Closed Captioning. Most people have heard of it or used it, but few know how it really works, where it comes from, who pays for it, or the federal guidelines that regulate it. To most, it just pops up on the screen after clicking the CC button on the remote and only the deaf use it. Closed captioning is taken for granted; it is available on every television after all. All you have to do is turn it on. But that was not always the case.
Originally intended as an option on television sets, the Federal Communications Commission (FCC), made it mandatory to have the decoders for closed captioning built into any analog television 13 inches or larger beginning in July 1993. Digital TVs followed suit in July 2002. Not only did the FCC decree that TVs had to include these special decoders, but it also made decisions about the capabilities of these decoders as well, such as fonts, font sizes, colors, and ability to change settings to according to personal tastes. Everyone from advertisers to cable companies to the United States government pay for this feature.
The hearing impaired do make up the majority of users; however, there is a growing need for its use in the classroom to aid in building reading skills. Even though mixed letters (both upper and lowercase) are easier to read, descending letters such as g, j, p, q, and y typically get cut off in closed caption formatting making it harder to read. A defining feature of closed captioning is that background noises are also displayed on the screen in italicized lettering to differentiate it from character dialogue. This is one of the main differences between closed captioning and subtitles. Subtitles translate from one language to another, while closed captioning attempts to give the viewer context cues with background noises, character actions, and dialogue. Also, closed captioning is available in Spanish, which needed with the growing population of Spanish-speaking only consumers.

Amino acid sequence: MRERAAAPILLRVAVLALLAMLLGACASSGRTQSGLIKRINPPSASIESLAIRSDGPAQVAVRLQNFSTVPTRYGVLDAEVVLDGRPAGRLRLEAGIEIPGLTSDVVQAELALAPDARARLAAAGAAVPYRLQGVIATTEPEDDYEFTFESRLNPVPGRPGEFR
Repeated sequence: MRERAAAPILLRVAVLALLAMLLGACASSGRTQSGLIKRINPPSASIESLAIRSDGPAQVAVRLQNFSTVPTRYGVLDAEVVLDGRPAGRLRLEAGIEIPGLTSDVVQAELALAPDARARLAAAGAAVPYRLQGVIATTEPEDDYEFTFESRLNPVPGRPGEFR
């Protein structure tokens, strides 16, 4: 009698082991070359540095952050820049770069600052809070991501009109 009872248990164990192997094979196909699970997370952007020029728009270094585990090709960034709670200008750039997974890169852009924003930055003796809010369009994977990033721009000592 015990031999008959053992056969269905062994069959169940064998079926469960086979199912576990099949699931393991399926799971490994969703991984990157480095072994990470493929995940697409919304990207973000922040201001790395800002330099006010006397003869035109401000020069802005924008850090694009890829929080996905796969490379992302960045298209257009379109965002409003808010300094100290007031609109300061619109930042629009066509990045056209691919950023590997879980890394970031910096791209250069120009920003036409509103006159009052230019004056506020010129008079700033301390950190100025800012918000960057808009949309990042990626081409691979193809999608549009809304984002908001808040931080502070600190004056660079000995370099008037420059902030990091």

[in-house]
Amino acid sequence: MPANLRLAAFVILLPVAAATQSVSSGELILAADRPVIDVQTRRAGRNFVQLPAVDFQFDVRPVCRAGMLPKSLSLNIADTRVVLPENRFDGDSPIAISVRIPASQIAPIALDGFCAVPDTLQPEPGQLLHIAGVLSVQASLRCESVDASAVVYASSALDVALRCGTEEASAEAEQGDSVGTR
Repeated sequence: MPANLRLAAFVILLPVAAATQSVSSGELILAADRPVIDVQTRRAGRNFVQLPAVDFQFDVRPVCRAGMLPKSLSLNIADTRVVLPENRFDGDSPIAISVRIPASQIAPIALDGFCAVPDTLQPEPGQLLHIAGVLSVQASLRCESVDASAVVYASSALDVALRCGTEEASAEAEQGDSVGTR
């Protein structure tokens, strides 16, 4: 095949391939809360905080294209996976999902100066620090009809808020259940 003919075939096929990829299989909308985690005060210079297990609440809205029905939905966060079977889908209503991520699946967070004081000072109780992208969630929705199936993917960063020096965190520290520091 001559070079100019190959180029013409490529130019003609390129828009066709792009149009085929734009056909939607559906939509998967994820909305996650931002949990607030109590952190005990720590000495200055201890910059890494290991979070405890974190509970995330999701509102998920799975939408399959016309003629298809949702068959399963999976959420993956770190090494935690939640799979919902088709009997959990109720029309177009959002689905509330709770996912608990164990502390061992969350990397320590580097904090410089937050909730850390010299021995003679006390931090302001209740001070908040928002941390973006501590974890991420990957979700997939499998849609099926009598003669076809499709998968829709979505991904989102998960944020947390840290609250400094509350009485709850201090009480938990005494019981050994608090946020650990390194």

Over the years, the need to have closed captioning has increased by leaps and bounds. Fortunately the technology is keeping pace with necessity. And it is everywhere, not just televisions. Listed below are links that can provide more in-depth information.
History of Development – (PDF Document) History of original development of Closed Captioning as well as the various formats and different types of captioning.
Captions and subtitles – Information on the more specific differences between captions and subtitles.
Finding Closed Captioning – Information on how to turn CC on.
Laws and Standards – The FCC regulations for closed captioning.
Consumer Facts - Information about English as well as Spanish language programming.
Canadian Programming Standards – (PDF Document) Tons of detailed information relating to the requirements of closed captioning in Canada.
Alternate Use for Closed Captioning – How closed captioning is used in today’s classroom.
Types of captioning – Site that shows the different types of captioning.
Caption Fonts – FAQs about fonts, colors, symbols.
Market Research – Information about section 508, the standards of CC and market research into pricing and availability.
Federal Regulations – Explores Titles II, III, and IV of the Americans with Disabilities Act in reference to closed captioning
FAQs – Everything you always wanted to know about closed captioning.
Live Programming – Information about adding CC to live programming.
Captioning different mediums – Site that explores how CC differs on DVDs versus TVs.
Spanish language closed captioning – Information for the Spanish version.